NTSB Issues Safety Recommendations to NHTSA

Publish Date: 
Nov 1, 2007
By Guido Ebert

The National Transportation Safety Board (NTSB) is recommending that the National Highway Transportation Safety Administration (NHTSA) take immediate action to address critical questions in motorcycle safety.

In particular, the NTSB wants NHTSA to concentrate on four main points, the final of which is drawing some ire from the American Motorcyclist Association (AMA).

The NTSB suggests

 

  • all states provide information to the NHTSA on the effectiveness of their motorcycle safety efforts;
  • NHTSA implement an action plan for states and others to carry out those recommendations determined to be of high priority;
  • the Federal Highway Administration develop guidelines for states to use to gather accurate motorcycle registrations and miles-traveled data, including information on various methods to collect such data and how these methods can be put into practice;
  • and finally, that all states without helmet laws for all operators and passengers enact mandatory helmet laws for all riders, and that all state helmet laws require helmets to be FMVSS #218 compliant.

 

The NTSB made these recommendations during its Sept. 11 board meeting in Washington, D.C. Although the NTSB does not have the power to promulgate regulations, it has referred to its role as that of a "bully pulpit," and board members and staff can testify in state legislatures.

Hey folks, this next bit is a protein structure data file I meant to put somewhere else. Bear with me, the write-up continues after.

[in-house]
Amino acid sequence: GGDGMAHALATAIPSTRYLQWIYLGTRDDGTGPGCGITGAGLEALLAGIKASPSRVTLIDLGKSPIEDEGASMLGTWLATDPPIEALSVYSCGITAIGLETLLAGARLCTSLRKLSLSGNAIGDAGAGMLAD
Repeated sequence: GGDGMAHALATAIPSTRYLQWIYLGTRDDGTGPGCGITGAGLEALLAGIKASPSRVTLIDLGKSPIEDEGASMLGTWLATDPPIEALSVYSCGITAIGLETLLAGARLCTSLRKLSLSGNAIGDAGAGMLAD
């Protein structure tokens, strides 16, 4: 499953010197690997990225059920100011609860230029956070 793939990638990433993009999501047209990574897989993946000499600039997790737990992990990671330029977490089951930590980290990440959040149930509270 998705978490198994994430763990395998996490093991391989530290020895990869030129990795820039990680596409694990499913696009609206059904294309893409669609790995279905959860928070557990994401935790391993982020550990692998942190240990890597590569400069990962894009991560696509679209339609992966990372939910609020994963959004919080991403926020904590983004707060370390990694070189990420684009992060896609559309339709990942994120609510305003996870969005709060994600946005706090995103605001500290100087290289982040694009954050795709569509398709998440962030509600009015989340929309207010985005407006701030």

The safety recommendations come in the wake of the NTSB Public Forum on Motorcycle Safety, held in September 2006. The forum included participants representing motorcycle manufacturers, researchers, trauma physicians, law enforcement officials, insurance companies and motorcycle associations, including the AMA.

Those groups expressed support for a wide range of motorcycle-safety initiatives, including campaigns against alcohol impairment, increased opportunities for rider education and stricter enforcement of licensing laws.

AMA responds. The AMA says the NTSB-approved recommendations for motorcycle safety focuses on passage of mandatory helmet-use laws in all states but does not deal with other significant issues related to the safety of riders on the road.

"While we encourage all riders to voluntarily wear a DOT-certified helmet as a part of a comprehensive approach to motorcycle safety, we're disappointed that the NTSB missed this opportunity to focus on meaningful issues related to the reduction of motorcycle crashes, rather than just reducing injuries once a crash occurs," says Ed Moreland, AMA vice president for government relations.

"We would have hoped that federal officials would have taken a more well-rounded approach of working with the community to create truly effective countermeasures to reduce crashes, rather than investing more resources in a very limited legislative agenda that has not had much success in recent years," notes Moreland.

More studies. The NTSB also suggests that the NHTSA carry out comprehensive, in-depth studies such as those documented in the National Agenda for Motorcycle Safety. For more information on these studies, visit: http:// www.nhtsa.dot.gov. Click on "Traffic Safety," then "Motorcycles."

Guido Ebert